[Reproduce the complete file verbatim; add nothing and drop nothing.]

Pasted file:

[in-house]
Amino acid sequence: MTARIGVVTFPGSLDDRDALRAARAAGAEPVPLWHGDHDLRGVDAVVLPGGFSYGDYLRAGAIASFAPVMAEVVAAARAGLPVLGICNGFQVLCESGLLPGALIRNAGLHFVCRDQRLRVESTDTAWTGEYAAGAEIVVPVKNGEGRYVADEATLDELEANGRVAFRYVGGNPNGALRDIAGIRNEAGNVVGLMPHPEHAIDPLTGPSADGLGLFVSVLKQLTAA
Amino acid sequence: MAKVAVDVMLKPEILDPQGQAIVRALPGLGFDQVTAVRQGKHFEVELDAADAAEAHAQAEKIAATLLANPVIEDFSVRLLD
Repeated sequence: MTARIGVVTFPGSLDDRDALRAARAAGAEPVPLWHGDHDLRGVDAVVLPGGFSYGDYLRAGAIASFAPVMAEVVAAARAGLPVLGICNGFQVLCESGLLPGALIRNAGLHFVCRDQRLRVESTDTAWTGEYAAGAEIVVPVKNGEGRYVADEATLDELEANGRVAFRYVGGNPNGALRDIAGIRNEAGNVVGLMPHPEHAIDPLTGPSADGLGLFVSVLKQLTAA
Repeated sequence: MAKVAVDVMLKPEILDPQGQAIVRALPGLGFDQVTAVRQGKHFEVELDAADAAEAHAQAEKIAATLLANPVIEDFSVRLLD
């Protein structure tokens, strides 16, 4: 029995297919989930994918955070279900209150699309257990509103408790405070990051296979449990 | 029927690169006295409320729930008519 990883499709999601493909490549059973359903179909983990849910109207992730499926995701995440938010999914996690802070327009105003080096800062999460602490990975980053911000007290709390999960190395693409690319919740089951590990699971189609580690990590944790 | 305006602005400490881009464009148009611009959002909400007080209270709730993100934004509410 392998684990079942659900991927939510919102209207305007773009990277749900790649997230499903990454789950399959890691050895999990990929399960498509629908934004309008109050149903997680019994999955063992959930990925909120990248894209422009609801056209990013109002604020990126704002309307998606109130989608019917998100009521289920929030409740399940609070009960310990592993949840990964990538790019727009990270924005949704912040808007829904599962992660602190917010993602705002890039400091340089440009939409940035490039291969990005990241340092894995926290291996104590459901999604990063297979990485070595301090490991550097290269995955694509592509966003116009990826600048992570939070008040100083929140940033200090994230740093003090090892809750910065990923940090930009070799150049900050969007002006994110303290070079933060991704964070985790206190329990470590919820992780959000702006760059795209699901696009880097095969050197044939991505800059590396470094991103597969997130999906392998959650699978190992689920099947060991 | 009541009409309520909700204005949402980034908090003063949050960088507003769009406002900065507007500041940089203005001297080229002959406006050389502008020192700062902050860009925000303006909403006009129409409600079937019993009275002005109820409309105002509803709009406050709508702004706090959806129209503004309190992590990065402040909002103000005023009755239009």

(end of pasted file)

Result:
[in-house]
Amino acid sequence: MTARIGVVTFPGSLDDRDALRAARAAGAEPVPLWHGDHDLRGVDAVVLPGGFSYGDYLRAGAIASFAPVMAEVVAAARAGLPVLGICNGFQVLCESGLLPGALIRNAGLHFVCRDQRLRVESTDTAWTGEYAAGAEIVVPVKNGEGRYVADEATLDELEANGRVAFRYVGGNPNGALRDIAGIRNEAGNVVGLMPHPEHAIDPLTGPSADGLGLFVSVLKQLTAA
Amino acid sequence: MAKVAVDVMLKPEILDPQGQAIVRALPGLGFDQVTAVRQGKHFEVELDAADAAEAHAQAEKIAATLLANPVIEDFSVRLLD
Repeated sequence: MTARIGVVTFPGSLDDRDALRAARAAGAEPVPLWHGDHDLRGVDAVVLPGGFSYGDYLRAGAIASFAPVMAEVVAAARAGLPVLGICNGFQVLCESGLLPGALIRNAGLHFVCRDQRLRVESTDTAWTGEYAAGAEIVVPVKNGEGRYVADEATLDELEANGRVAFRYVGGNPNGALRDIAGIRNEAGNVVGLMPHPEHAIDPLTGPSADGLGLFVSVLKQLTAA
Repeated sequence: MAKVAVDVMLKPEILDPQGQAIVRALPGLGFDQVTAVRQGKHFEVELDAADAAEAHAQAEKIAATLLANPVIEDFSVRLLD
């Protein structure tokens, strides 16, 4: 029995297919989930994918955070279900209150699309257990509103408790405070990051296979449990 | 029927690169006295409320729930008519 990883499709999601493909490549059973359903179909983990849910109207992730499926995701995440938010999914996690802070327009105003080096800062999460602490990975980053911000007290709390999960190395693409690319919740089951590990699971189609580690990590944790 | 305006602005400490881009464009148009611009959002909400007080209270709730993100934004509410 392998684990079942659900991927939510919102209207305007773009990277749900790649997230499903990454789950399959890691050895999990990929399960498509629908934004309008109050149903997680019994999955063992959930990925909120990248894209422009609801056209990013109002604020990126704002309307998606109130989608019917998100009521289920929030409740399940609070009960310990592993949840990964990538790019727009990270924005949704912040808007829904599962992660602190917010993602705002890039400091340089440009939409940035490039291969990005990241340092894995926290291996104590459901999604990063297979990485070595301090490991550097290269995955694509592509966003116009990826600048992570939070008040100083929140940033200090994230740093003090090892809750910065990923940090930009070799150049900050969007002006994110303290070079933060991704964070985790206190329990470590919820992780959000702006760059795209699901696009880097095969050197044939991505800059590396470094991103597969997130999906392998959650699978190992689920099947060991 | 009541009409309520909700204005949402980034908090003063949050960088507003769009406002900065507007500041940089203005001297080229002959406006050389502008020192700062902050860009925000303006909403006009129409409600079937019993009275002005109820409309105002509803709009406050709508702004706090959806129209503004309190992590990065402040909002103000005023009755239009």